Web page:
Newsletter

Thoughts on Emotions

Friends,

Welcome to my 13th newsletter. In this letter, I want to share thoughts on emotions … what they are, why they are important, and how we might better manage them for our own benefit and those around us.

Emotions, both positive and negative, are short-lived experiences that determine how we feel, think, and act. They, therefore, play a critical role in our lives. The word “emotions” comes from the Greek word “emote” or “to move.” Seems right.

While we experience both positive and negative emotions, most of us experience far more negative emotions than positive emotions, and far more than we need to. This is because negative emotions are more enduring, or as positive psychologists say, they are “sticky.” The legacy of evolution is that negative emotions are key to human’s strongest motivation – survival. Negative emotions, particularly fear, protect us from harm. Our emotional responses are biased toward correcting mistakes and recognizing danger, rather than reflecting on what went well. In a sense, we have learned to be Velcro to the negative events and Teflon to the positive events.

Emotions are contagious. We have in our minds what are known as “mirror neurons” that lead us to reflect back on what someone else is feeling. When someone smiles, we naturally smile back. Negative emotions are especially contagious. Negative emotions include fear, anger, disgust, sadness, jealousy, shame, derision, contempt, and anxiety. When we experience these emotions, we cultivate them in those around us. Emotions also signal others to either approach us or avoid us.

The happiest among us, those people who flourish, experience more positive emotions and they do this both consciously and subconsciously. The most common positive emotions are joy, gratitude, serenity, hope, interest, pride, amusement, awe, inspiration, and love. Positive emotions don’t just feel good, they do good … they enable us to perform better in life and at work. As Barbara Fredrickson relates in her “Broaden and Build Theory,” when we experience positive emotions, we are more open, more creative, better at problem-solving, more receptive to the thoughts and ideas of others, and we make better friends, better teammates, better leaders. Positive emotions broaden our thinking and attention, they make us more resilient and better able to deal with setbacks and crises. They trigger upward spirals: Positive emotions lead to mindfulness (or being in the present), which leads to broadened awareness, to connect with others, have better relationships, and more energy.

Negative emotions do the opposite. They cause downward spirals: They narrow our focus as we ruminate about the past or have trepidation about the future, they cause us to disconnect from others, which leads to less effective relationships, which leads to less energy.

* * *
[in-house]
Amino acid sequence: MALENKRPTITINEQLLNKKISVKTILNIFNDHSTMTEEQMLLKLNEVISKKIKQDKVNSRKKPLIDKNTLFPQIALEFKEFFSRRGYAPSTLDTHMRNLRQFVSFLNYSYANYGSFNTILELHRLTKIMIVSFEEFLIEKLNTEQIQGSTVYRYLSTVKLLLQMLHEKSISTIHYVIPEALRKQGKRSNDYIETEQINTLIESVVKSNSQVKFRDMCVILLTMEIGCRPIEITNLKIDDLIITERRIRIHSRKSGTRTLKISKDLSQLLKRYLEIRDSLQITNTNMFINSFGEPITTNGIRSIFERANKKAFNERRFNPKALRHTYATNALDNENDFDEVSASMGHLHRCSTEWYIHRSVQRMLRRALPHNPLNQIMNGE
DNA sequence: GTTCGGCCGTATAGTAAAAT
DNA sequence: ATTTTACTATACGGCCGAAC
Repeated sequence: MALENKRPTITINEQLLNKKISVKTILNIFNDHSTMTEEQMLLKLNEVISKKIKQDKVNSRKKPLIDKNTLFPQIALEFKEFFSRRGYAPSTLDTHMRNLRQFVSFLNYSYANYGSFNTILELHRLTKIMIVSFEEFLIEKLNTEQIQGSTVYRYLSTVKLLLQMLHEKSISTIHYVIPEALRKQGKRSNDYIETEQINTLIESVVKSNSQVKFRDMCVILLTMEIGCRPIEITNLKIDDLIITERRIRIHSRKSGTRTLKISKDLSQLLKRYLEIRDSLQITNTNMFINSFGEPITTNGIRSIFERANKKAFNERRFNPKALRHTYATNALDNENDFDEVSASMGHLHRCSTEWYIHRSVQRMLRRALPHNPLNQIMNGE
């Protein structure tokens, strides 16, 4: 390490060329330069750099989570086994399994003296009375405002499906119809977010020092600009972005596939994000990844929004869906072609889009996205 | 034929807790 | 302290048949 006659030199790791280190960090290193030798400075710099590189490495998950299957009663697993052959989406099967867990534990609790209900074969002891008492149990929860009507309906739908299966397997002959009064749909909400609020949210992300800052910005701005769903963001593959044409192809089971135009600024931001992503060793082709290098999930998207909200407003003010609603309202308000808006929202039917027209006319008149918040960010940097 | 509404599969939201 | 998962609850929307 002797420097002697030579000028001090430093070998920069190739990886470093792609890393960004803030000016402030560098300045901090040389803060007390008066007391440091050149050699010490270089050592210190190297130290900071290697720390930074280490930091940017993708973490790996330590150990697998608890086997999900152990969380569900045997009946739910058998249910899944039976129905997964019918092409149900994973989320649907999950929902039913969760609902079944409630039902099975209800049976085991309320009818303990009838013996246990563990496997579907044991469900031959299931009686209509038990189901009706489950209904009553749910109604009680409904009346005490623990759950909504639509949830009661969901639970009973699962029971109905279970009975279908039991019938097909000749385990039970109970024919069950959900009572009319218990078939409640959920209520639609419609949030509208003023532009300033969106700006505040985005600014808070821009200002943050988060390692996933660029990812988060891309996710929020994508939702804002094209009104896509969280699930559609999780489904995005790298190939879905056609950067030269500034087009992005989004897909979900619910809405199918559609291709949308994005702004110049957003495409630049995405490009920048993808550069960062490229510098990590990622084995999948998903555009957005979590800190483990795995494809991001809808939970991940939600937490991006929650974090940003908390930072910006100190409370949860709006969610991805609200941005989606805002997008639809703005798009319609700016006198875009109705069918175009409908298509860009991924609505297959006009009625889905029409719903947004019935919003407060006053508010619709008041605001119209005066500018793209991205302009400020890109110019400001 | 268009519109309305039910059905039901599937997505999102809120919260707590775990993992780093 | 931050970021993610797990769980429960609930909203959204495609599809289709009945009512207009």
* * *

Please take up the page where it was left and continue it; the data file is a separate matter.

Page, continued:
Emotions are not simply a result of some event; stimulus does not necessarily equal response. In truth, no one and nothing necessarily makes us feel a particular way. We have a choice in our emotional response to an event — even if that choice does not seem evident. We create our own emotions; and if we create them, we can change them. We choose to be angry, jealous, anxious or to be forgiving, grateful, joyful. Managing our emotional responses is a difficult, but essential part of flourishing. In fact, understanding and managing our emotions are the two foundational skills of Emotional Intelligence.

Now let me be clear, negative emotions at times are fully appropriate and necessary. Fear gets us to avoid something harmful, anger to ensure others treat us appropriately, sorrow gets us to slow down and reflect. The problem is that we often hang on to negative emotions long after they have served their purpose, often for years. They then become what psychologists call “dirty pain.”

Here is a chart of both negative and positive emotions. While each of the negative emotions listed on the left side may be appropriate at certain times, to flourish we should strive to experience the positive emotions on the right side more often.

Source: Modified from material of the Human Performance Institute

If you want to manage your emotions better perhaps spending some time with these questions might help:

  • Can you identify additional positive and negative emotions? (Hint: There are hundreds.)
  • Where do you think you spend most of your time, on the left or right side of the chart?
  • Which emotions drive or inspire your behavior?
  • Which of the negative emotions do you find most “sticky”?
  • What “dirty pain” could you release that would let you spend more time on the Positive Emotions side of the chart?

Thanks for reading. During this pandemic, I hope everyone is well.


–Douglas. A. Smith

 



“Conscience is a mother-in-law who’s visit never ends.”

–H L Mencken

 


From the bookshelf!

Books I am reading and highly recommend.